McKinley - Reading Community Schools

#25 William McKinley
President in Transition
Born: January 29,
1843 in Niles, Ohio.
Parents: William and
Nancy (Allison)
Wife: Ida (Saxton)
Children: Katherine
and Ida
Background and Early Life
William McKinley was born to a semiprosperous family in small town Ohio.
McKinley’s family background is ScotchIrish.
His father was an iron manufacturer.
He attended local schools and then went to
Mt. Union College and Allegheny College,
but he did not earn a degree from either.
McKinley entered the Union Army as a
private. He was promoted many times and
eventually earned the brevet rank of Major
for his actions.
McKinley was married to Ida Saxton
when he was 27 years old and she
was 23.
 Ida was thought to be a beautiful
young lady, and quite a catch.
 Unfortunately Ida was an epileptic and
suffered seizures.
 McKinley was thought to be very
caring and sensitive to his wife.
Young Lawyer
After the Civil War
McKinley studied
law and was
admitted to the bar
in 1867.
 He served as the
prosecutor in Stark
County, Ohio for
two years.
McKinley served in the U.S. House of
Representatives from 1883-1884 when
his election was contested. He came
back from 1885-1890 where he
sponsored the McKinley Tariff Act,
establishing a heavy tax on imported
 In 1890 he was not re-elected to the
 From 1892-1896 he was the governor
of Ohio.
Rise to the Presidency
McKinley supported high tariffs to protect American
 Though some blamed this policy for the Panic of
1893, it was popular with small farmers in the East,
the rising urban Middle-Class, and Protestant
working men.
 McKinley also favored the maintenance of the gold
standard, and was opposed to William Jennings
Bryan’s call for the unlimited coinage of silver.
 McKinley convinced working people that silver
would lead to severe inflation and actually reduce
McKinley’s campaign
raised millions in what
was the first truly
modern campaign.
McKinley ran a “frontporch” campaign.
McKinley was elected
president in 1896 by a
Bryan won no state
East of the Mississippi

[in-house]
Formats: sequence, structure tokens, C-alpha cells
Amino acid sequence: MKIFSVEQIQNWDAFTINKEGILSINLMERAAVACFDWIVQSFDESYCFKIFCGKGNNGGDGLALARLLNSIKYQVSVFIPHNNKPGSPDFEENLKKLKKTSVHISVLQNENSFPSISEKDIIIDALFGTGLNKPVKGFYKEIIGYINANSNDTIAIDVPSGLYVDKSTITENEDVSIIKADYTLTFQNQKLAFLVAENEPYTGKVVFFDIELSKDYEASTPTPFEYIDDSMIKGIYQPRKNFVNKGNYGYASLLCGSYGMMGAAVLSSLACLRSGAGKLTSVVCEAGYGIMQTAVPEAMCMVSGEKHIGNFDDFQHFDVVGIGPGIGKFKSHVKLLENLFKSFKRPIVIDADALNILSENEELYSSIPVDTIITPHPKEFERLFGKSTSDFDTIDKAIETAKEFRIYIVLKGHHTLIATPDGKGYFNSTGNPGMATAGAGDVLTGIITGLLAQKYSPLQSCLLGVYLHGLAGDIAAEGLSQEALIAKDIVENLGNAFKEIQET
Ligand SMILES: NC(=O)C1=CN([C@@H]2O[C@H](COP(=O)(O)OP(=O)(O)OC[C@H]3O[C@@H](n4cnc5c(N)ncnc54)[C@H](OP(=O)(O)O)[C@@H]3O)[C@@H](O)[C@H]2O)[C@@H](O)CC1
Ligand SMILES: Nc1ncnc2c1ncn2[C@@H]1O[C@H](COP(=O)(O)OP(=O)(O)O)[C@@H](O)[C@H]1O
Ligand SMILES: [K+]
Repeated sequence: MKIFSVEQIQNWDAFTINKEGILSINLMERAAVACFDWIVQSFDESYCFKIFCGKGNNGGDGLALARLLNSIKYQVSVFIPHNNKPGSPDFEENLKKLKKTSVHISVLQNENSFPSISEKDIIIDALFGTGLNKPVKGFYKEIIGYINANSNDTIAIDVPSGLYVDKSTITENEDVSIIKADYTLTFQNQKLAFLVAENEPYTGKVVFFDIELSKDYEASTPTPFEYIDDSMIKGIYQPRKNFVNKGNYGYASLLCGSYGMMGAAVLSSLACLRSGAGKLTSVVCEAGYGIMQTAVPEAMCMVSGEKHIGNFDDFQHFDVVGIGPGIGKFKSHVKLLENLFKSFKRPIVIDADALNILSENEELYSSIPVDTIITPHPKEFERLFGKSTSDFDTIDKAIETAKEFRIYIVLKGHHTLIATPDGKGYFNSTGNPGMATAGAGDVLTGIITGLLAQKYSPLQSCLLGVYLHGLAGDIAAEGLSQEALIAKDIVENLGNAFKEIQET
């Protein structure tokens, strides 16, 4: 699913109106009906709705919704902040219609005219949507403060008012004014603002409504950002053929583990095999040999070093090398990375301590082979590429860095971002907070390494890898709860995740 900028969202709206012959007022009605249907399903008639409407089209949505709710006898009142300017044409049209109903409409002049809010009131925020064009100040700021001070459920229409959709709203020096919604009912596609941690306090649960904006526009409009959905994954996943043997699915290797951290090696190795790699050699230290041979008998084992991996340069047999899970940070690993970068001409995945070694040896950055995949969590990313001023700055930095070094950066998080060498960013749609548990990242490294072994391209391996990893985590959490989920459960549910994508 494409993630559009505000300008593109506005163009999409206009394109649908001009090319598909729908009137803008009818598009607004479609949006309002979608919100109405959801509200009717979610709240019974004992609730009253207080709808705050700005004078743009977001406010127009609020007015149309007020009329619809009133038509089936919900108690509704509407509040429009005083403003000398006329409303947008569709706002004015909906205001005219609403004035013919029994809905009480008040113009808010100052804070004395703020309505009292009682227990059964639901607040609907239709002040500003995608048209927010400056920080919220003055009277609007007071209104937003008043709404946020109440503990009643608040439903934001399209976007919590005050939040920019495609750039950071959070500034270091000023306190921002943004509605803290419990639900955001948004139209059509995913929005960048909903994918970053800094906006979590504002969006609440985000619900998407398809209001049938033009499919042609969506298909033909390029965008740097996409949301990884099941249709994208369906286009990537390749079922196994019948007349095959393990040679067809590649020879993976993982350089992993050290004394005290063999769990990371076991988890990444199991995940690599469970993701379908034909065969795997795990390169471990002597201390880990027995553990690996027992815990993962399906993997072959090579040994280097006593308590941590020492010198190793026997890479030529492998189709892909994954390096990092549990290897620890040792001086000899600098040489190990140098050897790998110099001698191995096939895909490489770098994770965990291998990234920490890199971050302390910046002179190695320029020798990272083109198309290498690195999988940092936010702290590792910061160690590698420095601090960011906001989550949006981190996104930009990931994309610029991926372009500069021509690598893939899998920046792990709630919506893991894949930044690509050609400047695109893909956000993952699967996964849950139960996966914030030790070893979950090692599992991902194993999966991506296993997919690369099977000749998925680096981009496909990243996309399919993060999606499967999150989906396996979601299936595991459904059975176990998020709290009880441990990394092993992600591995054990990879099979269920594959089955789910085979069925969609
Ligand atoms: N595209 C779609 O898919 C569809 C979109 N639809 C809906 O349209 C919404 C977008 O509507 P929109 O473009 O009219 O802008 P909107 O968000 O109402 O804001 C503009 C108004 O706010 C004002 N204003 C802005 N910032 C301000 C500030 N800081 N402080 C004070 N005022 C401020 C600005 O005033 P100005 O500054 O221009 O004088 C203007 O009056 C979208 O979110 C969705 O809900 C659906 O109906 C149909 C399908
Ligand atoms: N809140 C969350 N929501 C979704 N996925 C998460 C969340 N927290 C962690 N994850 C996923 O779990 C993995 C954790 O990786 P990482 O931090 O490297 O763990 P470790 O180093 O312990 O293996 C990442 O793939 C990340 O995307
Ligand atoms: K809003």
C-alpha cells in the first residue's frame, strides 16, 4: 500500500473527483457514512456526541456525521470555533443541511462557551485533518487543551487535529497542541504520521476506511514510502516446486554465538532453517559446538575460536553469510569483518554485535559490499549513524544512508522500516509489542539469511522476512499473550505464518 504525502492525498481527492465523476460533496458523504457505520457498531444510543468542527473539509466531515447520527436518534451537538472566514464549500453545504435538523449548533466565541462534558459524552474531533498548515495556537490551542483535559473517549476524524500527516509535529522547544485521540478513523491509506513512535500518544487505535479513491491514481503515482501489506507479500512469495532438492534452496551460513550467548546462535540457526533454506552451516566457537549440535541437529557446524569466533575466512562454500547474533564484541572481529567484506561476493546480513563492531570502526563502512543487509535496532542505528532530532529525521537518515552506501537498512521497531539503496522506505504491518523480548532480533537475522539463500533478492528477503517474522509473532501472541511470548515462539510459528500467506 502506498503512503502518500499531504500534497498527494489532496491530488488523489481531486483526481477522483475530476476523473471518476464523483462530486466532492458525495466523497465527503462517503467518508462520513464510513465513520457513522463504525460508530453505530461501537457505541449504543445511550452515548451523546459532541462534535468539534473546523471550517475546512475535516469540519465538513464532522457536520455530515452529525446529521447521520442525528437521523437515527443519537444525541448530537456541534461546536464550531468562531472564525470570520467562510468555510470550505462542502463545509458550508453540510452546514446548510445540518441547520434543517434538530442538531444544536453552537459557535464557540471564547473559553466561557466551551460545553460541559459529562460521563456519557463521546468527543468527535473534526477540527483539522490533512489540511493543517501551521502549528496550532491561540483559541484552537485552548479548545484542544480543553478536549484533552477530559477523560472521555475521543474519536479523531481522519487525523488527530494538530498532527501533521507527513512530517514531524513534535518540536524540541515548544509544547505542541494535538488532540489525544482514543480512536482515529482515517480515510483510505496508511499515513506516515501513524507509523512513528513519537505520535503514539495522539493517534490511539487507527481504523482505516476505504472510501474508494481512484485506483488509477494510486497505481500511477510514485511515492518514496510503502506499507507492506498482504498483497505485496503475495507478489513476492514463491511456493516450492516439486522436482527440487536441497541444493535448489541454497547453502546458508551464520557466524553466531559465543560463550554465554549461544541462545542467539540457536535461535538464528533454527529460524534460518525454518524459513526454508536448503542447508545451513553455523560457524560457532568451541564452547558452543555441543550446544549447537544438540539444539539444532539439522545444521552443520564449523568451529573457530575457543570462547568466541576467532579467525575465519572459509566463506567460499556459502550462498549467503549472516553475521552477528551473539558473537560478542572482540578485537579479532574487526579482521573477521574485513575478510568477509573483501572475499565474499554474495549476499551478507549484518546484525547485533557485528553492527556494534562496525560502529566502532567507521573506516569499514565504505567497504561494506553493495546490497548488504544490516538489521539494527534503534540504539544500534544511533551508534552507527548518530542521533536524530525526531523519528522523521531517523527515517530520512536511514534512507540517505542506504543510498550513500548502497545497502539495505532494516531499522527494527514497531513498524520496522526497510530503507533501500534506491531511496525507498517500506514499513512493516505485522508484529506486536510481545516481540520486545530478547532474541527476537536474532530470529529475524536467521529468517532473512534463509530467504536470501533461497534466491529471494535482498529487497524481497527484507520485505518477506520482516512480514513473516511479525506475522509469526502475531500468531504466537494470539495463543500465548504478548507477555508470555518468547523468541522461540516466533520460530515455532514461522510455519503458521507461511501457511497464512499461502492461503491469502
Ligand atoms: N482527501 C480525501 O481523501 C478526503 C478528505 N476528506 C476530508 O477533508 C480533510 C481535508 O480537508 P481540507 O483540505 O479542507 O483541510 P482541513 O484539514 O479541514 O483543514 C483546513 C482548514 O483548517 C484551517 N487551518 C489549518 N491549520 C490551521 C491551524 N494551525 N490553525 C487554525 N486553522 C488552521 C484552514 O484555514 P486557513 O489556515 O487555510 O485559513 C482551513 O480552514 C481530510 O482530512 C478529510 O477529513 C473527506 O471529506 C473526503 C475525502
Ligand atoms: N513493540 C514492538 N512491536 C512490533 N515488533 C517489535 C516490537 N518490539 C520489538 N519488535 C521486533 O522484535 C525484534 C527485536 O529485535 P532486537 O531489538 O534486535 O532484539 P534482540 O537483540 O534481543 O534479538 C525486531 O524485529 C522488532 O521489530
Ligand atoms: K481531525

or North of the MasonDixon line.
Presidential Actions
McKinley reinforced the gold standard.
McKinley established another strong tariff.
The United States annexed Hawaii and
made all Hawaiians U.S. citizens (mostly to
give American sugar and plant distributors
and unfair advantage over foreign
 The U.S. also added Puerto Rico, the
Philippines, Guam, and Samoa and made
Cuba a protectorate, although promising
never to annex it.
Spanish American War
In the late 1890’s American
newspapers began describing
“atrocities” committed by Spain against
Cuban revolutionaries.
 Many Americans wanted to help the
Cubans, and the U.S.S. Maine was
docked in Havana Harbor.
 In February 1898, the Maine was
“mysteriously” blown up, and McKinley
was forced to declare war.
U.S.S. Maine
War Continued
The Spanish American War was a success,
though the Americans were ill prepared for
 The U.S. eventually gained Puerto Rico, the
Philippines, Guam, and Samoa as a result
of their victories.
 Many in America were critical of McKinley
and accused him of being an imperialist.
 The charges did not hurt him that much,
because he won the election of 1900 easily.
William McKinley
attended the PanAmerican
Exposition in
Buffalo New York
and on September
5, 1901 he was
shot by Leon
Czolgosz, an
 McKinley died on
September 12.
McKinley is known for being a protectionist
president and proponent of tariffs. He
claimed these policies would help American
workers, but his enemies claimed it was to
help American business interests (he did
back off high tariffs when the U.S. gained
access to an empire).
 Along with Jefferson and Polk, McKinley is
known for helping to create American
imperialism. He was the first U.S. president
to gain large areas of territory outside the
Western Hemisphere.
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